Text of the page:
Equitable Life and Midas scandals show need for change in attitude by regulators – Carmichael

Orkney and Shetland MP, Alistair Carmichael, has spoken today in a parliamentary debate on the Equitable Life financial scandal, highlighting the need for a change in attitude by financial regulators in light of the ongoing struggles of victims of financial fraud to get recompense. Mr Carmichael raised the more recent example of the Midas fraud which has also impacted people in the isles and North East Scotland, with the Financial Conduct Authority criticised for its passive response to concerns.

Speaking in the House remotely, Mr Carmichael said:

“I do hope that if the Government take away no other message today than this, it is that this case is simply not going to go away until their claims are met, and justice is given to them. Others have made the points about the handling of claims and the constituents that are in touch with me tell very much the same story.

“There really is just one point on which I would like to focus, and that is the need for transparency from Treasury in relation to the compensation that they have paid out, because it has already been accepted as far back as 2010 that there would be compensation for the maladministration. The fact that now eleven years later we’ve not seen that full compensation is the source of the anger here.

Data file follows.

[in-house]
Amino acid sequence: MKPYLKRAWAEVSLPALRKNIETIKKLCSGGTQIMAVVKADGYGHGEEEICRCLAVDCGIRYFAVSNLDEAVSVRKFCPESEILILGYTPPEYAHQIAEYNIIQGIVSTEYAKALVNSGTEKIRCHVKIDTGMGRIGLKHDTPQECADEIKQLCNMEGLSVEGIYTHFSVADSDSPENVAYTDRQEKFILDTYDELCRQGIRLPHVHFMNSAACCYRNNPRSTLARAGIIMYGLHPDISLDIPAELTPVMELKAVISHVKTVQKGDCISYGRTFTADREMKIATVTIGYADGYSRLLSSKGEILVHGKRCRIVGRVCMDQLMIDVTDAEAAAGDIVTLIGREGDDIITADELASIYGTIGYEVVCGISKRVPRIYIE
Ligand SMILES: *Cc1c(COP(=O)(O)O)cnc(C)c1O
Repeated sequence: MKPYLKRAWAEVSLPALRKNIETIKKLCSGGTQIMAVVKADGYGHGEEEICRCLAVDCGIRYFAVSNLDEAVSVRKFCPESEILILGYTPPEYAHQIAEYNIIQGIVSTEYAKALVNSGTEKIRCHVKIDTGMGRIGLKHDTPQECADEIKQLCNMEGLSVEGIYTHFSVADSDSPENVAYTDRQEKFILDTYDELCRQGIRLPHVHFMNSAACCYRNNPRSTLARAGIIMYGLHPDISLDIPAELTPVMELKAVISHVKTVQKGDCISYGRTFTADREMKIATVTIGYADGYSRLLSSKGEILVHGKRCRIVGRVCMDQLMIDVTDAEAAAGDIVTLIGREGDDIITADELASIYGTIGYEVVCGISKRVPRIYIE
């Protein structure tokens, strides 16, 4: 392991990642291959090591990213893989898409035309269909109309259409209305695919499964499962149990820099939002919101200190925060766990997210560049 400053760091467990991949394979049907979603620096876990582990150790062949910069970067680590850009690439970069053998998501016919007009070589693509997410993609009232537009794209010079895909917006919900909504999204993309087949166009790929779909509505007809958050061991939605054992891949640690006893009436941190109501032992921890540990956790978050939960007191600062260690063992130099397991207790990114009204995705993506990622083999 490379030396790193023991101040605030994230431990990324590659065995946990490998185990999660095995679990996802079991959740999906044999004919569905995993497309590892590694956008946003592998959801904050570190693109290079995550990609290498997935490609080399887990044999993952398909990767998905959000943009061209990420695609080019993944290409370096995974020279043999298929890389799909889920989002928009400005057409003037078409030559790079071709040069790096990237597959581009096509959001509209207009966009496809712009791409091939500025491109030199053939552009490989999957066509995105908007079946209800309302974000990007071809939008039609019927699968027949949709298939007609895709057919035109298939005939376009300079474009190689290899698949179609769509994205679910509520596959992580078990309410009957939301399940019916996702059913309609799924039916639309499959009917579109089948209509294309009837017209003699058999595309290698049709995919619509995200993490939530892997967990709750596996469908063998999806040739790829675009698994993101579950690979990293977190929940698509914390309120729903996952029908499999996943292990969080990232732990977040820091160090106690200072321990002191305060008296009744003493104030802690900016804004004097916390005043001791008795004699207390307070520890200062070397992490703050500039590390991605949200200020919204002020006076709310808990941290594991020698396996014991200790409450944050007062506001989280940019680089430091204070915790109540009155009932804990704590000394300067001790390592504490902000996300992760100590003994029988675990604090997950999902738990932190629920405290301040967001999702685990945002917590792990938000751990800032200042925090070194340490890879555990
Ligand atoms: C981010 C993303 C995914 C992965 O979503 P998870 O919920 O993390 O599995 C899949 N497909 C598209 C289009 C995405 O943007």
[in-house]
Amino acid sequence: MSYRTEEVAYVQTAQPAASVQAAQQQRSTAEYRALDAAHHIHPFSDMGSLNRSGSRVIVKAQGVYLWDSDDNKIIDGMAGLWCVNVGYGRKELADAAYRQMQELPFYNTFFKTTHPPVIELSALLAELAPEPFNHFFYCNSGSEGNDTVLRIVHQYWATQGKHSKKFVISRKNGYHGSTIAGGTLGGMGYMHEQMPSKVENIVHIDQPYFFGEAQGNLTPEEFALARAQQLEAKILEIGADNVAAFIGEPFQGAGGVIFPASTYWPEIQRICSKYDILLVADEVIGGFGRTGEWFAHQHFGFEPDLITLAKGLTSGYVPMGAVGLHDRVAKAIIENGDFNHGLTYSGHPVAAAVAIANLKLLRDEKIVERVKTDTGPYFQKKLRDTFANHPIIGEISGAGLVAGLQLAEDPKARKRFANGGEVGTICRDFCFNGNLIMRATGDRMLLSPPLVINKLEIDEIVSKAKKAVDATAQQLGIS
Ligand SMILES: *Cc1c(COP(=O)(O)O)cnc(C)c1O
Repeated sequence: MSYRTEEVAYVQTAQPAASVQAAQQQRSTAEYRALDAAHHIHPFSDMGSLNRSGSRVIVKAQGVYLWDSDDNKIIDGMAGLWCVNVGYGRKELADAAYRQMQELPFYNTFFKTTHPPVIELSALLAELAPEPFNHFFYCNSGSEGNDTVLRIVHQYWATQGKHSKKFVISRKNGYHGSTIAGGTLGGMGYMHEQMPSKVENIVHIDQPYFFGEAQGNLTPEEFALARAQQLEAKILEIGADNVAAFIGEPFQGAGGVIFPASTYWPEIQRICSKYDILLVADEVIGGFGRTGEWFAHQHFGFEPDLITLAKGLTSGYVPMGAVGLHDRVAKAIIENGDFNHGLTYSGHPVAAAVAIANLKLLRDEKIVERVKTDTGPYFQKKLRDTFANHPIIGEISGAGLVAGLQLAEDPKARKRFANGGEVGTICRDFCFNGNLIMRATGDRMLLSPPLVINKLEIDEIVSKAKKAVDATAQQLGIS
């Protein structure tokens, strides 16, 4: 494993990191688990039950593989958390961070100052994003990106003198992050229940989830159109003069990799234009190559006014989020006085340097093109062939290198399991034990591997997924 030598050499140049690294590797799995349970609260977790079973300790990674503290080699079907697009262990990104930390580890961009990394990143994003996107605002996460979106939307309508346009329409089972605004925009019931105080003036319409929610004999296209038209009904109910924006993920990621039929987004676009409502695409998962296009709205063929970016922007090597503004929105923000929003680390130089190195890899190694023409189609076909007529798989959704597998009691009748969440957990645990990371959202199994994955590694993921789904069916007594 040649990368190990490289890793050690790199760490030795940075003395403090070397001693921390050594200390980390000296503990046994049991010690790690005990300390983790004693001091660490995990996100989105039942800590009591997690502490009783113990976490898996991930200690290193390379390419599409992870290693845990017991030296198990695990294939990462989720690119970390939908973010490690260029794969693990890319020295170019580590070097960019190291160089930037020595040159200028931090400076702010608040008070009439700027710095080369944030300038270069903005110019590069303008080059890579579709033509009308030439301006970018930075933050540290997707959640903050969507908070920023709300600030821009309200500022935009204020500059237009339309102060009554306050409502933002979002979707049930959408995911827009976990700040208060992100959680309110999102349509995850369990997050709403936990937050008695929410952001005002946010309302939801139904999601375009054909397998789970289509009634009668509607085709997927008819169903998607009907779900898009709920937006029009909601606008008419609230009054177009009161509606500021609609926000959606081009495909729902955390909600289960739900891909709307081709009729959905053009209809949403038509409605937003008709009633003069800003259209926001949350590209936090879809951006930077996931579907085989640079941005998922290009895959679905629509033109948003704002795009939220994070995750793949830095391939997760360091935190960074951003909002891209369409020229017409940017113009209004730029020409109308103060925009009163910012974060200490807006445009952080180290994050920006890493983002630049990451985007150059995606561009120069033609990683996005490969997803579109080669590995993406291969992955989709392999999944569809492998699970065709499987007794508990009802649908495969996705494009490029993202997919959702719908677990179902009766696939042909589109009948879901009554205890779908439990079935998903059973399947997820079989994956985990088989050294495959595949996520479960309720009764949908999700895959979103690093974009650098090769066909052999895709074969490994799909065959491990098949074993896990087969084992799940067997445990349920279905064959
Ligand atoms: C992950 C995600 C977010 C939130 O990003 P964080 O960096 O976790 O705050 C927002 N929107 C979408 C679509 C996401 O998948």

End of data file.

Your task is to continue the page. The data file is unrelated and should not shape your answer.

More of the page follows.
Highlighting the ongoing challenges for constituents who were victims of the Midas fraud, Mr Carmichael continued:

“The importance of this case goes beyond Equitable Life, because the treatment of people in similar cases continues to this day. Over the last few years, I’ve been working with constituents who lost money throughout the North-East of Scotland as a result of the fraud of Alistair Greig, a director of Midas Financial Solutions Scotland, who was eventually jailed for fourteen years for running a Ponzi scheme. The Financial Services Compensation Scheme has started paying out compensation to the victims of that fraud, but they didn’t do it willingly, and my constituents and many others have had to invest more than £2 million in legal fees to get the FSCS to pay out.

“That is the sort of situation you find yourself in when you have a culture, an attitude amongst regulators that think it’s okay to leave people with smaller claims just swinging in the wind. That’s the attitude that has to change, and that’s why Treasury transparency is crucial here.”

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